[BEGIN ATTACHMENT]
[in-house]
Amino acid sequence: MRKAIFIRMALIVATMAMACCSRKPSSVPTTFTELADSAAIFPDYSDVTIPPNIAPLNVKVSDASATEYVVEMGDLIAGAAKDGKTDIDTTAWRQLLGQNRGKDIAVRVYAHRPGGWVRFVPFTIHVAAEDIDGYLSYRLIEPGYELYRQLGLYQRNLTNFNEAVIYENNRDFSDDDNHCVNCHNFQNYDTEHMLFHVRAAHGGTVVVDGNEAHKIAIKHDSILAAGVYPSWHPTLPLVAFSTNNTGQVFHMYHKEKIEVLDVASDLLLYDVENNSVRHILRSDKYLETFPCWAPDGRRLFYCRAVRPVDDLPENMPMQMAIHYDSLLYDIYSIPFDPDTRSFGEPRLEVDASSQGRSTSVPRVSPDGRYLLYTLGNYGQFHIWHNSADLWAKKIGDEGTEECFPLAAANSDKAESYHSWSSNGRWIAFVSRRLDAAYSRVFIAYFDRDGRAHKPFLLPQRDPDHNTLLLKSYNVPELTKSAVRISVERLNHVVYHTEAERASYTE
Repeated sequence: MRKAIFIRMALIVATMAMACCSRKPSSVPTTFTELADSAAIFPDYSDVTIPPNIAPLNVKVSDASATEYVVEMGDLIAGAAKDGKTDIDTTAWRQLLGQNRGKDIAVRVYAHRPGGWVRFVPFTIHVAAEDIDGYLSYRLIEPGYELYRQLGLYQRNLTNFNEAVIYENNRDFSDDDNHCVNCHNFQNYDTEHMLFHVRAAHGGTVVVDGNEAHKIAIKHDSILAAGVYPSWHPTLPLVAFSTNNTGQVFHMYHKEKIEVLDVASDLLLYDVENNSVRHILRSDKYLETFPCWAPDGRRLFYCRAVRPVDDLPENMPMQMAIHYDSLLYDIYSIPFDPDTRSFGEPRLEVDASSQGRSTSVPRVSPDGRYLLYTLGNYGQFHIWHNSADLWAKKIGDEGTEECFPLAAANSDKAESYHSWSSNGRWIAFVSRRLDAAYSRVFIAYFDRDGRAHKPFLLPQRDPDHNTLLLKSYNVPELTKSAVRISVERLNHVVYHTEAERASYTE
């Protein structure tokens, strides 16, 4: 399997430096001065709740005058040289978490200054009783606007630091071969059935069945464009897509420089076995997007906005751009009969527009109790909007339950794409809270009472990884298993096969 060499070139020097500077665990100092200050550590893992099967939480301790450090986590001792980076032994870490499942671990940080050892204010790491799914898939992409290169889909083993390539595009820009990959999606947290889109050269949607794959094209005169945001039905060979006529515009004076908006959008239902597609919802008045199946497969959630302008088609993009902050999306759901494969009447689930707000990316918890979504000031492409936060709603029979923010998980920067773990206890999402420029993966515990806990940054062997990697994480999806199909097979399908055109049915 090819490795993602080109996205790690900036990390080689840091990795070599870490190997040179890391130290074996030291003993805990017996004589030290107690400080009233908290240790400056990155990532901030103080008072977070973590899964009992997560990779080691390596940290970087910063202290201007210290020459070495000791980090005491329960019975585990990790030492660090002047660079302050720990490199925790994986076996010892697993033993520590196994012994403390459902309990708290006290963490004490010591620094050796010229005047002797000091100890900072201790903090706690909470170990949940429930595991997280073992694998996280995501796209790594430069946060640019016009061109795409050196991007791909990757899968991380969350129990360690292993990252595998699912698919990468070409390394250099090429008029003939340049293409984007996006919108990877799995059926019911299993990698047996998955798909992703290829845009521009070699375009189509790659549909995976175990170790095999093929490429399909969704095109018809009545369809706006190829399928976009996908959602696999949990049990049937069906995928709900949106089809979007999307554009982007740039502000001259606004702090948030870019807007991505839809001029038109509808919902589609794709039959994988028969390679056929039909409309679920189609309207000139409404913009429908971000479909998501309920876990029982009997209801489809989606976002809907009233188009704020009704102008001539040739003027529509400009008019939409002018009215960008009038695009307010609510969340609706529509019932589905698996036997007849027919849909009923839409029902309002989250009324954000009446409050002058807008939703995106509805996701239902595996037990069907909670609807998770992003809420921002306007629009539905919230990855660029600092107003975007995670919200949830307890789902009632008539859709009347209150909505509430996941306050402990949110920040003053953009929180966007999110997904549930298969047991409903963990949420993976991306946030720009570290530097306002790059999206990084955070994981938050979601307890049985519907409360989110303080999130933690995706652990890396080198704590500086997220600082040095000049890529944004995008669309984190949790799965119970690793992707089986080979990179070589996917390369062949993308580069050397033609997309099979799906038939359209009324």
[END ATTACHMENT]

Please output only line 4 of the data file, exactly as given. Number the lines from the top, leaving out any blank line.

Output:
């Protein structure tokens, strides 16, 4: 399997430096001065709740005058040289978490200054009783606007630091071969059935069945464009897509420089076995997007906005751009009969527009109790909007339950794409809270009472990884298993096969 060499070139020097500077665990100092200050550590893992099967939480301790450090986590001792980076032994870490499942671990940080050892204010790491799914898939992409290169889909083993390539595009820009990959999606947290889109050269949607794959094209005169945001039905060979006529515009004076908006959008239902597609919802008045199946497969959630302008088609993009902050999306759901494969009447689930707000990316918890979504000031492409936060709603029979923010998980920067773990206890999402420029993966515990806990940054062997990697994480999806199909097979399908055109049915 090819490795993602080109996205790690900036990390080689840091990795070599870490190997040179890391130290074996030291003993805990017996004589030290107690400080009233908290240790400056990155990532901030103080008072977070973590899964009992997560990779080691390596940290970087910063202290201007210290020459070495000791980090005491329960019975585990990790030492660090002047660079302050720990490199925790994986076996010892697993033993520590196994012994403390459902309990708290006290963490004490010591620094050796010229005047002797000091100890900072201790903090706690909470170990949940429930595991997280073992694998996280995501796209790594430069946060640019016009061109795409050196991007791909990757899968991380969350129990360690292993990252595998699912698919990468070409390394250099090429008029003939340049293409984007996006919108990877799995059926019911299993990698047996998955798909992703290829845009521009070699375009189509790659549909995976175990170790095999093929490429399909969704095109018809009545369809706006190829399928976009996908959602696999949990049990049937069906995928709900949106089809979007999307554009982007740039502000001259606004702090948030870019807007991505839809001029038109509808919902589609794709039959994988028969390679056929039909409309679920189609309207000139409404913009429908971000479909998501309920876990029982009997209801489809989606976002809907009233188009704020009704102008001539040739003027529509400009008019939409002018009215960008009038695009307010609510969340609706529509019932589905698996036997007849027919849909009923839409029902309002989250009324954000009446409050002058807008939703995106509805996701239902595996037990069907909670609807998770992003809420921002306007629009539905919230990855660029600092107003975007995670919200949830307890789902009632008539859709009347209150909505509430996941306050402990949110920040003053953009929180966007999110997904549930298969047991409903963990949420993976991306946030720009570290530097306002790059999206990084955070994981938050979601307890049985519907409360989110303080999130933690995706652990890396080198704590500086997220600082040095000049890529944004995008669309984190949790799965119970690793992707089986080979990179070589996917390369062949993308580069050397033609997309099979799906038939359209009324």